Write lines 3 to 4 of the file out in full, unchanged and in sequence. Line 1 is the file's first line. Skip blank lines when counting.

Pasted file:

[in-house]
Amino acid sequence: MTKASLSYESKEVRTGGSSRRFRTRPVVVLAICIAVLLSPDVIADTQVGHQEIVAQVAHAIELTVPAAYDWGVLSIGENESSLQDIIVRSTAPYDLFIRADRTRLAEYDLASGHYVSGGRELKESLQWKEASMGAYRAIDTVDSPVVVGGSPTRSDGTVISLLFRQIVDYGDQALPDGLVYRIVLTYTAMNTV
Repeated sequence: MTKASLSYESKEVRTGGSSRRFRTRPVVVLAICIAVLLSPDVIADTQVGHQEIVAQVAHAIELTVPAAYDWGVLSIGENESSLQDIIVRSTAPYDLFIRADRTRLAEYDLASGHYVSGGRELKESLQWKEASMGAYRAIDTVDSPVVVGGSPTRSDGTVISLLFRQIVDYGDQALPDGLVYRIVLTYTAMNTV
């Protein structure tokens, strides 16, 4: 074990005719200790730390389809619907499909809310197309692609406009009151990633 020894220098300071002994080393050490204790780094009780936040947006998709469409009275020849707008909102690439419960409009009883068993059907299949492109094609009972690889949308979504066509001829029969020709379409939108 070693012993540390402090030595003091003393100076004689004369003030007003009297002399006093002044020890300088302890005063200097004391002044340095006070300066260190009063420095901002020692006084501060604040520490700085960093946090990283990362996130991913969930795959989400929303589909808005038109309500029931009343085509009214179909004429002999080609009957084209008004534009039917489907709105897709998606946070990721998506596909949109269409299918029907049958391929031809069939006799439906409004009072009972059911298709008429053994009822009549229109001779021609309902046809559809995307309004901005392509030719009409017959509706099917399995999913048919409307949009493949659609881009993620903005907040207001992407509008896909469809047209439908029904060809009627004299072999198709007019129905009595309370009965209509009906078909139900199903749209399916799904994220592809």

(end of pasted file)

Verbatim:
Repeated sequence: MTKASLSYESKEVRTGGSSRRFRTRPVVVLAICIAVLLSPDVIADTQVGHQEIVAQVAHAIELTVPAAYDWGVLSIGENESSLQDIIVRSTAPYDLFIRADRTRLAEYDLASGHYVSGGRELKESLQWKEASMGAYRAIDTVDSPVVVGGSPTRSDGTVISLLFRQIVDYGDQALPDGLVYRIVLTYTAMNTV
């Protein structure tokens, strides 16, 4: 074990005719200790730390389809619907499909809310197309692609406009009151990633 020894220098300071002994080393050490204790780094009780936040947006998709469409009275020849707008909102690439419960409009009883068993059907299949492109094609009972690889949308979504066509001829029969020709379409939108 070693012993540390402090030595003091003393100076004689004369003030007003009297002399006093002044020890300088302890005063200097004391002044340095006070300066260190009063420095901002020692006084501060604040520490700085960093946090990283990362996130991913969930795959989400929303589909808005038109309500029931009343085509009214179909004429002999080609009957084209008004534009039917489907709105897709998606946070990721998506596909949109269409299918029907049958391929031809069939006799439906409004009072009972059911298709008429053994009822009549229109001779021609309902046809559809995307309004901005392509030719009409017959509706099917399995999913048919409307949009493949659609881009993620903005907040207001992407509008896909469809047209439908029904060809009627004299072999198709007019129905009595309370009965209509009906078909139900199903749209399916799904994220592809």